Philophobia: or the Fear of Falling in Love

Tyler Cole and Aaron Burt’s Philophobia: or the Fear of Falling in Love works best when it leans into the surreal and disorienting. Burt plays Damien, “#58 on the Podcast Charts,” a young man living in Los Angeles making his living with an interview podcast. Damien’s buddy Alan (David Lengel) arrives for a visit just after his long-term fling, Danielle (Emily Pearse), confesses her love for him but also gives him an ultimatum on committing to their relationship. So what should’ve been a buddy weekend for Damien turns into a struggle to decide the future he wants for himself. Sometimes that means long heart-to-heart conversations with Alan, awkward flings with girls from bars or, when Philophobia is at its best, surprisingly scary bits.

The story is fairly standard for a movie about a relatively well-off guy trying to figure out how to commit to a woman. Moving on from being a single-something and into adult responsibilities is a staple of independent cinema. So the horror elements are a welcome departure. The first shock-moment, in particular, made me jump out of my seat. A few other reviews have branded the CGI and makeup amateurish, but the fact is, the entire movie is an amateur production. There’s nothing inherently wrong about that, especially when you can feel the energy behind each scare and moment.

Unfortunately the other sequences in the film don’t come across quite as well as the horror elements. Damien’s just not a particularly sympathetic character as he struggles with whether to value the woman who loves him. It’s hard to tell whether this is a constraint of the film’s creation; productions on this scale are acts of struggle, and the edit often leaves little room for adding in the kind of smaller character beats that might have made him feel more interesting. The performances are uniformly good, but there’s nonetheless something lacking.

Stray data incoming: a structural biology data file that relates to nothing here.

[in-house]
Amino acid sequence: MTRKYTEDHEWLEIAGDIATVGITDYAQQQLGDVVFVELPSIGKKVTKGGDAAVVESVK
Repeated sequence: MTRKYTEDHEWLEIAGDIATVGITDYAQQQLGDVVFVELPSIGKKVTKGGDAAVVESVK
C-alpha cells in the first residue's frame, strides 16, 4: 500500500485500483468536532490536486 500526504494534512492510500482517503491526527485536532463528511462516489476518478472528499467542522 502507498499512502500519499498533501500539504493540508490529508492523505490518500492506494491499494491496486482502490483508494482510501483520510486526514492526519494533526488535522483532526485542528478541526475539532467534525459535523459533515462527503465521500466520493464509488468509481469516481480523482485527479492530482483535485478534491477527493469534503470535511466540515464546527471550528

As far as shoestring-independent horror-comedy goes, Philophobia is the sort of feature that will serve as a really strong example of what Cole, Burt and company are able to accomplish with next to no resources as they move forward into future releases. It’s not quite cohesive as an engaging experience outside of the horror bits. Impressive as a product, lacking as a story, kind of a quintessential first picture. The kinks come with the territory.

Although the movie is about fearing love, it’s clear that Philophobia is a labor of it.


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Administrator of Midwest Film Journal. Previously a staff writer for TheFilmYap.com, Evan has been writing film criticism in the Indianapolis area for over half a decade. He is a member of the Indiana Film Journalists Association. He also reviews Oreos.


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